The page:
Draft Bill is interoperability game changer in a closed-system culture
A recent draft bill circulated by Rep. Michael Burgess of Texas outlines a roadmap for achieving EHR interoperability, including an advisory committee that will establish interoperability standards.
Regardless of the intentions of the HITECH Act, the U.S. healthcare system has not yet accomplished meaningful interoperability. We've been ignoring the barriers for too long and I'm pleased to see congressional leaders refocusing their efforts to overcome these challenges.
One of the most meaningful aims of the proposed bill is that it addresses the lack of vendor willingness to share information and interoperate with others—one of the main barriers to achieving interoperability. The reality is that EHR vendors need to openly share information with each other before the U.S. can have a patient-centered healthcare system. Improved interoperability will result in providers having access to the right tools and information to improve the quality of care and patient outcomes.
Most enterprise EHR vendor's systems are not designed to mutually share information with other systems. Even worse, many enterprise EHR vendors actively prevent meaningful interoperability with their systems so that they don't have to give up market share to other vendors. They create business, financial and technical blockades that make it difficult for hospitals who want to incorporate best of breed solutions that connect and communicate seamlessly.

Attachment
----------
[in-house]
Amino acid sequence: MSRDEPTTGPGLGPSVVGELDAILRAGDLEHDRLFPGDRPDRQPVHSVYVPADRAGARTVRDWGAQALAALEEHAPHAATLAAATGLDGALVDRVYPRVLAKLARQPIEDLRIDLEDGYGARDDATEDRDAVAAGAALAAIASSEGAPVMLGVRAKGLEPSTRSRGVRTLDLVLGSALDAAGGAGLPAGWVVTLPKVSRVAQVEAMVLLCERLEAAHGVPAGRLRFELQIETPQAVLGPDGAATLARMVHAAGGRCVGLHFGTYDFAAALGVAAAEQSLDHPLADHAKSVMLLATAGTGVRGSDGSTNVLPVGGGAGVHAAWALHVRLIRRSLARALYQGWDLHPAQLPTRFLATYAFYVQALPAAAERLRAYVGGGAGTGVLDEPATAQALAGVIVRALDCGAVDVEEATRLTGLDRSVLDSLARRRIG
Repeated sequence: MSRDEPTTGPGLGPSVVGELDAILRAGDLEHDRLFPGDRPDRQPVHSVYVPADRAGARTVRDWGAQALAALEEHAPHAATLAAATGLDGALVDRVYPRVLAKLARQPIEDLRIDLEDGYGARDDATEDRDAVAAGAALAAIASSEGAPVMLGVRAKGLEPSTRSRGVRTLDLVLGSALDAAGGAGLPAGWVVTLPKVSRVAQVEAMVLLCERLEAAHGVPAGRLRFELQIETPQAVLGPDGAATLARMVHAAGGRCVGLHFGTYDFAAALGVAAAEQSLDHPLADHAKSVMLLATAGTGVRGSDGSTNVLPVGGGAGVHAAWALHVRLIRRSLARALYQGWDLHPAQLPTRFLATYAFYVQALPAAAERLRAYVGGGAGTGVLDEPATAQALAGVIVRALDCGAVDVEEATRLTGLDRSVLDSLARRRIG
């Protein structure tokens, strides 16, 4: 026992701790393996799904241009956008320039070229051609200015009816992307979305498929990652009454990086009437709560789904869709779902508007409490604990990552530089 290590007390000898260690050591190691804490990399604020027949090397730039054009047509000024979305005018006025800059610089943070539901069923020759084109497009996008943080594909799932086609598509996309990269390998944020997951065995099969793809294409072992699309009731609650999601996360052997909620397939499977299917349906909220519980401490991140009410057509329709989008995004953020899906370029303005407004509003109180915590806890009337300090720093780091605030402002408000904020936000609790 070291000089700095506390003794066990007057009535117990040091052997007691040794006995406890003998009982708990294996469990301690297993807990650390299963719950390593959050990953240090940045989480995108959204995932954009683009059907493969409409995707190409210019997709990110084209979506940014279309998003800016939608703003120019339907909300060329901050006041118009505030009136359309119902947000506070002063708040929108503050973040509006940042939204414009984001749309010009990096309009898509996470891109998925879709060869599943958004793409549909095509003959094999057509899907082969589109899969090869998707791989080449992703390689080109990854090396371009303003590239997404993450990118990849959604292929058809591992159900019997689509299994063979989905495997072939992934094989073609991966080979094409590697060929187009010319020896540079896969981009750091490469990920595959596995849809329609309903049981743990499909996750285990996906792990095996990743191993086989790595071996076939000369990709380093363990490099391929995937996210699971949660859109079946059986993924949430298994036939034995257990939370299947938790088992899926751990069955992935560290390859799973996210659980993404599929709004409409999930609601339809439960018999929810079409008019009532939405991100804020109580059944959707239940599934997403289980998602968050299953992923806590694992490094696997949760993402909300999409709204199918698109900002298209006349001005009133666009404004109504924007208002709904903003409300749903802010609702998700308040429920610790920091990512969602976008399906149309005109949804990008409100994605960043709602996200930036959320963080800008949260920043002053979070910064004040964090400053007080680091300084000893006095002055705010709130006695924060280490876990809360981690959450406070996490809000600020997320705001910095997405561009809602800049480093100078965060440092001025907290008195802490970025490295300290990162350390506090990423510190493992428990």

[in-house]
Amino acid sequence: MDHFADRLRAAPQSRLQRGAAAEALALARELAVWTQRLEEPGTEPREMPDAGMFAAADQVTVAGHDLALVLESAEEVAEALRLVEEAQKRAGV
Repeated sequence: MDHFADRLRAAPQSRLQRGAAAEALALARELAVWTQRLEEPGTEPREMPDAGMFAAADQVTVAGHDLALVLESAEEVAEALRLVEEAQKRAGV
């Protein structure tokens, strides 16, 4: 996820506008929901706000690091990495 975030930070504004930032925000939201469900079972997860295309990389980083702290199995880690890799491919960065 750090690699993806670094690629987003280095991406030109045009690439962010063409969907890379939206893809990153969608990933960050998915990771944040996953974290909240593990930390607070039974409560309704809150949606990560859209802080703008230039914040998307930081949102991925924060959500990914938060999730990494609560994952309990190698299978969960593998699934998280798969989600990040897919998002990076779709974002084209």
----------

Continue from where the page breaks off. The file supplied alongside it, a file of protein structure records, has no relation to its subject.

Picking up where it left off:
As a practicing emergency physician, I see the effects of this closed-system culture and how it's impacting patient care. Despite widespread adoption of EHRs over the last few years, practitioners rarely have access to critical external information. Patients deserve healthcare teams with access to the right information at the right time. If EHR vendors aren't willing to work together in the best interest of the patient, then there should be repercussions in place. And that's exactly what is included in this new proposed bill.
The impact of the interoperability challenges has resulted in more hospitals turning to enterprise systems to meet all of their needs, and unfortunately the specialty care settings of a hospital suffer. There is value in having a more tailored system that can provide clinical elements and match the workflow of the unique care settings within a hospital. Physicians need solutions that give them the tools, resources and information to deliver the best possible care for the patient.
A more interoperable environment will make it easier and more seamless for physicians to take advantage of the different and specialized systems that will undoubtedly improve outcomes and reduce healthcare costs.
Robert Hitchcock, M.D., FACEP, is CMIO, VP and GM of Physician Solutions at T-System. He is a nationally recognized Meaningful Use expert and active member of the HIMSS Physician Committee and other HIMSS subcommittees advocating usability and responding to regulatory issues. Dr. Hitchcock is a practicing ED physician and an Emergency Department Practice Management Association (EDPMA) board member. In 2001, he earned recognition for excellence in teaching from internal medicine residents and was the readers' choice #3 pick for ONC National Coordinator in a poll conducted by Modern Healthcare magazine. His goal is to advance system adoption and usability to improve the quality and efficiency of ED delivery.
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